Lehigh and New England FA Logo Shirt
Lehigh and New England FA Logo Shirt
- Printed on Front and Back
- 100% Cotton 5.5 oz Hanes Comfort Wash
- Shirt Color - Saltwater
The Lehigh and New England Railroad (L&NE) was organized April 2, 1895 as the successor to the PP&B. The route from Slatington to Pine Island was accomplished but not completed. The L&NE was able to have a route from Slatington to Pine Island even though the route wasn't completed because the L&NE had obtain trackage rights over the New York, Susquehanna and Western Railway's Sparta Junction to Columbia/Delaware Junction main line between Swartswood Junction (outside of Swartswood) and Hainesburg Junction; this line was built by the New Jersey Midland Railway from Sparta Junction to Blairstown, New Jersey and by the Blairstown Railway from Blairstown, New Jersey to Columbia/Delaware Junction and today serves as the Paulinskill Valley Trail. Despite that, a tunnel (40°58′44″N 74°46′1″W) was built under the fill for the Delaware, Lackawanna and Western Railroad's New Jersey Cut-Off (opened 1911) in case the L&NE ever decided to complete its own line. Additionally, the planned route from Pine Island to Campbell Hall was cancelled, and trackage rights were obtained over the Erie Railroad's Goshen and Deckertown Railroad and Montgomery and Erie Railroad.
The Lehigh and Lackawanna Railroad and its leased Wind Gap and Delaware Railroad were operated by the Central Railroad of New Jersey until February 1, 1905, when the two companies were merged into the L&NE. Around the same time the L&NE acquired the Northampton Railroad. This gave the L&NE a branch to Bethlehem, with a branch off that one to Martins Creek. Part of the main line between Benders Junction (the crossing of the original L&NE and the L&L) and Pen Argyl was abandoned in 1905, with the new route using the L&L and WG&D.
The Lehigh Coal and Navigation Company (LC&N) gained control of the L&NE on May 9, 1904.
A yard at Maybrook, New York opened in 1912, with L&NE trains terminating there via a section of the Central New England Railway.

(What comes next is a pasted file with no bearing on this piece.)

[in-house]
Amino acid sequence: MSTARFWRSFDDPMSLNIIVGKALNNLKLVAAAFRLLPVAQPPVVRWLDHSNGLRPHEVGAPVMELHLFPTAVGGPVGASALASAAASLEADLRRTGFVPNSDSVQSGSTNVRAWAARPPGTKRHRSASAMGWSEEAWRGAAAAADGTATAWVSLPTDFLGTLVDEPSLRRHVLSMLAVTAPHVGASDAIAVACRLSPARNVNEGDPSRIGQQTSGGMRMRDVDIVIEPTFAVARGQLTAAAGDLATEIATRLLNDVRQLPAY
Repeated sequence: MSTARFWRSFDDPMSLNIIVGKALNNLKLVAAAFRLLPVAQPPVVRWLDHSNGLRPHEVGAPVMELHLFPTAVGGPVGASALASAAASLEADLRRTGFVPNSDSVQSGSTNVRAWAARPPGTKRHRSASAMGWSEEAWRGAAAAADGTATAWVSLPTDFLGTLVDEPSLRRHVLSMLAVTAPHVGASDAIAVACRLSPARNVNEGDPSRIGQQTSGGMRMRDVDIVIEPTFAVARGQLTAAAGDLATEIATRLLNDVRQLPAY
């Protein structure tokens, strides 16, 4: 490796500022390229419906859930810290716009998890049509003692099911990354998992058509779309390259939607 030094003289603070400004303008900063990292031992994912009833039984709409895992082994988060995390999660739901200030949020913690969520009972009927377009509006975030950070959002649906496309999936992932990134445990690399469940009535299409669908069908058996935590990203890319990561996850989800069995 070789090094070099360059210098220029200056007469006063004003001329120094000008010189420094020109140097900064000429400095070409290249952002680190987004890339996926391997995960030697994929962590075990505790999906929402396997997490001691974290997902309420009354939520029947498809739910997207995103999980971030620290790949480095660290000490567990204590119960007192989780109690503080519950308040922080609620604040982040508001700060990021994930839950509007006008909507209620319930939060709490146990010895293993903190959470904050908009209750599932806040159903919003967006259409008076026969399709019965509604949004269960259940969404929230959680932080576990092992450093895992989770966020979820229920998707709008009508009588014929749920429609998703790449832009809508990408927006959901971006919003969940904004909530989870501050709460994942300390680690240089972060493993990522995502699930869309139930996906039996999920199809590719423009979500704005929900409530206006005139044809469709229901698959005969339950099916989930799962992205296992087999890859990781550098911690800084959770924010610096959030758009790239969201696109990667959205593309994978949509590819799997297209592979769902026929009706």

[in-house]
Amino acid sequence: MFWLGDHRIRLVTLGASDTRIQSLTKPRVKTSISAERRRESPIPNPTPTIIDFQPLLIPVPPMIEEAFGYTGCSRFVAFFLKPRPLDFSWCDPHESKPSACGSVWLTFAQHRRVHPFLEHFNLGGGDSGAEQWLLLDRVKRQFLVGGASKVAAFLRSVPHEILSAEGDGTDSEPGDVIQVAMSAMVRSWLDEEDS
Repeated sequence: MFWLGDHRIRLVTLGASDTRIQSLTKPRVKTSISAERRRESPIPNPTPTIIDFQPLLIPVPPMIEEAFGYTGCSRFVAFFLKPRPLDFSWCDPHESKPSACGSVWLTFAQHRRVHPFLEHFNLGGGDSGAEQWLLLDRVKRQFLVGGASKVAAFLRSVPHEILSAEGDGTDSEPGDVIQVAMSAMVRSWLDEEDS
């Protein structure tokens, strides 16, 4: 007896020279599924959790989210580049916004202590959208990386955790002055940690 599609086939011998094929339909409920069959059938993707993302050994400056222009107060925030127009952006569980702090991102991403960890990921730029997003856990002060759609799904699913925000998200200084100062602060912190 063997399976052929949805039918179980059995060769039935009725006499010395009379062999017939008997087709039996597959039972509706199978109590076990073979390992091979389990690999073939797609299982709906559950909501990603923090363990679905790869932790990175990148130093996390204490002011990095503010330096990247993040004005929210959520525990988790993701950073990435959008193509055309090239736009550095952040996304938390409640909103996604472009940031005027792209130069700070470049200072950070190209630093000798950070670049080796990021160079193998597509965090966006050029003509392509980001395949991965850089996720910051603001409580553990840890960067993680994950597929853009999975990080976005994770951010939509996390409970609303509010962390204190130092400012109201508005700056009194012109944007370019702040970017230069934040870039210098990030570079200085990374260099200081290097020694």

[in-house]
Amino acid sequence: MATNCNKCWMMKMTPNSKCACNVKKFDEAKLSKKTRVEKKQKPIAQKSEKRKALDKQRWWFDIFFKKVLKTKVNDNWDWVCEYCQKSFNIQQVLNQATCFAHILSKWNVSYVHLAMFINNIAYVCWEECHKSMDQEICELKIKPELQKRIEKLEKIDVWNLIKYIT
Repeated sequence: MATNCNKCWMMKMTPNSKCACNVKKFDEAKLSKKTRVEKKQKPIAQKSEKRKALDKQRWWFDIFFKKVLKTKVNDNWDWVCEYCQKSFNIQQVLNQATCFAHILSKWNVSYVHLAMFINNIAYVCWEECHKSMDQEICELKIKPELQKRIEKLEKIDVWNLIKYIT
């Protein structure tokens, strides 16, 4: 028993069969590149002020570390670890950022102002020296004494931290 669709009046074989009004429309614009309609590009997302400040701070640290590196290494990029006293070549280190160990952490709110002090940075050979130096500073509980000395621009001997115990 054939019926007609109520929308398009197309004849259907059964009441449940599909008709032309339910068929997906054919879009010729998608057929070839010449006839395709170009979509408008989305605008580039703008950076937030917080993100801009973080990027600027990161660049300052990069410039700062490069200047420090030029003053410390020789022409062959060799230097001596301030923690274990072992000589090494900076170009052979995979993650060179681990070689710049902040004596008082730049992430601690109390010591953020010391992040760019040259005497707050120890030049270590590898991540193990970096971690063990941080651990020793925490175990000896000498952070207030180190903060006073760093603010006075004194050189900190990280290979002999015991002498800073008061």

On July 24, 1912 a new extension opened, splitting from the main line at Danielsville, Pennsylvania and running west to Tamaqua to directly serve the LC&N. On December 14, 1913 the L&NE acquired the Panther Creek Railroad, running east from Tamaqua to Summit Hill, and with a connection to the Central Railroad of New Jersey's Hauto Tunnel for access to Nesquehoning obtained in 1915.
On June 4, 1926 the Reading Company leased the L&NE, but other railroads objected, and the Interstate Commerce Commission rejected the lease, preferring a lease by the New York, New Haven and Hartford Railroad (which was never done).
The never-used tunnel (at right) for the Lehigh & New England under the now-abandoned Lackawanna Cut-Off. NJ Route 94 uses the tunnel on the left). The tunnel is now an integral part of Knowlton's Tunnel Field, a sports and recreation area that spans the Cut-Off via this tunnel.
The LNE Board of Directors decided to end all railroad operations on October 31, 1961. Although the LNE was still profitable, the rapid decline of the anthracite coal business was seen on the horizon and the decision was made to cease operations. By this date the LNE mainline saw only one coal train per week (which usually operated on Thursdays). Trackage was removed by the following year and the bridges over the Lehigh River and Delaware River were dismantled by 1969.
While a never particularly profitable system because it paralleled the Lehigh & Hudson River Railway and did not serve any large markets, the L&NE did have a profitable cement business from its lines around Bath, Pennsylvania; the trackage which served this commodity was taken over and operated by the Central Railroad of New Jersey (CNJ), then by the Lehigh Valley in 1972 when the CNJ's lease on its Pennsylvania trackage expired and was not renewed. To railfans, the L&NE is best remembered for its diesel motive power, which consisted entirely of models built by Alco.